“Dr. Hawkins’s administrative leave resulted from theological statements that seemed inconsistent with Wheaton College’s doctrinal convictions,” the college stated. It later explained, “While Islam and Christianity are both monotheistic, we believe there are fundamental differences between the two faiths, including what they teach about God’s revelation to humanity, the nature of God, the path to salvation, and the life of prayer.”
Hawkins told Chicago Tonight that her statements “absolutely” did not repudiate that. “What I said in my post has been affirmed by the Christian church for centuries and has been affirmed by many prominent evangelicals,” she said.
Muslims and Christians worship the same God “differently,” she said. “In no way did I make a moral equivalency between Jesus and Muhammad or Islam and Christianity. That would be offensive to my Muslim friends and to my Christian friends to pretend that the religions are the same, that they're not different, either in practice or theology.”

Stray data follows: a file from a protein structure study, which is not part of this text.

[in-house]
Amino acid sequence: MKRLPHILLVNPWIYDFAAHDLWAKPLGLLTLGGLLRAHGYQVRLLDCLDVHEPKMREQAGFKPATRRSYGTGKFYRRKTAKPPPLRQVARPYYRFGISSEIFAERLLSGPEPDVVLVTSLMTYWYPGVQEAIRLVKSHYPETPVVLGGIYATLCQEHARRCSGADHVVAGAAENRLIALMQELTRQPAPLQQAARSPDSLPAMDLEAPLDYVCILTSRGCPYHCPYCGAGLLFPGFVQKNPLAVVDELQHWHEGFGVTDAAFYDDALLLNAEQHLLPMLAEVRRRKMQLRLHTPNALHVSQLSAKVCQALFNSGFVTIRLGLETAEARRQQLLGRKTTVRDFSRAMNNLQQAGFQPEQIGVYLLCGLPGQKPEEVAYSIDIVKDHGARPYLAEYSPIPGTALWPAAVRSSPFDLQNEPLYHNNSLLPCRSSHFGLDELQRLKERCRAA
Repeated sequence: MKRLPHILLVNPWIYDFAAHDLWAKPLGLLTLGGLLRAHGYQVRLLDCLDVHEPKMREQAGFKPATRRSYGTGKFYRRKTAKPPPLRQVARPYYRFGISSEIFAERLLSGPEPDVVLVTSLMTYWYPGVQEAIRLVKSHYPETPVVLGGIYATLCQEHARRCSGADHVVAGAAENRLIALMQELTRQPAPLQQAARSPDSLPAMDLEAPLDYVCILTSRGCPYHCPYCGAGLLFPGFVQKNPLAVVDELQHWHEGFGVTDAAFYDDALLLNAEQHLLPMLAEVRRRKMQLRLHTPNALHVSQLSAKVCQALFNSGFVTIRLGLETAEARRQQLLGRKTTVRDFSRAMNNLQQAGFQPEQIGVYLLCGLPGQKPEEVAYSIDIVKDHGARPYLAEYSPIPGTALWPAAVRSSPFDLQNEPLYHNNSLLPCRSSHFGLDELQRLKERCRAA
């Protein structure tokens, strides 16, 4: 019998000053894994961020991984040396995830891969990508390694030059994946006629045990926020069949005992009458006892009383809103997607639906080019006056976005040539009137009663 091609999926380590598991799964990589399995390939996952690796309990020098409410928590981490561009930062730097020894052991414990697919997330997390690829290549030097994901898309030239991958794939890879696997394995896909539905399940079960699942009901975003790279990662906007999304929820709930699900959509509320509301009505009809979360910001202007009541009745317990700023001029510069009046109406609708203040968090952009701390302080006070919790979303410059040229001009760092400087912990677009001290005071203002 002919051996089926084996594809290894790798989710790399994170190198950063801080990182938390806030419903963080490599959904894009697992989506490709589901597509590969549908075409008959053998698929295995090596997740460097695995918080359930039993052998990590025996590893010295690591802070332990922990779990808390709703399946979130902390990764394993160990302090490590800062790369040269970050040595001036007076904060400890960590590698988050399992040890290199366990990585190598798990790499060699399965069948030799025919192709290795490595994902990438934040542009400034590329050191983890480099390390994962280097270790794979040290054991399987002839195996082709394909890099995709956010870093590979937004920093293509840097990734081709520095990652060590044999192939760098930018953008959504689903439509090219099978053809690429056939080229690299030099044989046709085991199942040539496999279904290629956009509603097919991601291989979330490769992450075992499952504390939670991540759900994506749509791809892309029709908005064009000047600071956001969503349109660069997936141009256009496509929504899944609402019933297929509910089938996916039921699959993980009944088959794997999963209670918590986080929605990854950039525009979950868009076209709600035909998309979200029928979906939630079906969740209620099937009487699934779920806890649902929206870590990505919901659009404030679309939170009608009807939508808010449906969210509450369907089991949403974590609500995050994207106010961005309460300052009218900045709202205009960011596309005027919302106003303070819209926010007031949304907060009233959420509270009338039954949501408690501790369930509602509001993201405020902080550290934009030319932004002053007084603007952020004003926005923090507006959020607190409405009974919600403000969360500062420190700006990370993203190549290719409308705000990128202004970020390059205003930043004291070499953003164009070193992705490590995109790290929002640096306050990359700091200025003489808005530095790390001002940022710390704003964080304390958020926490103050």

“It wasn’t a theological treatise," Hawkins said. "It was simply a Facebook post inviting people into a bigger narrative about embodied solidarity with Muslims, who are currently being maligned and mistreated for their religious devotion.”
A spokeswoman for Hawkins said the professor will "provide information regarding the notification" at a press conference tomorrow morning at the Chicago Temple, and that Hawkins continued wearing the hijab throughout Advent and "maintains Christian support for the Muslim community amidst the ongoing anti-Muslim climate."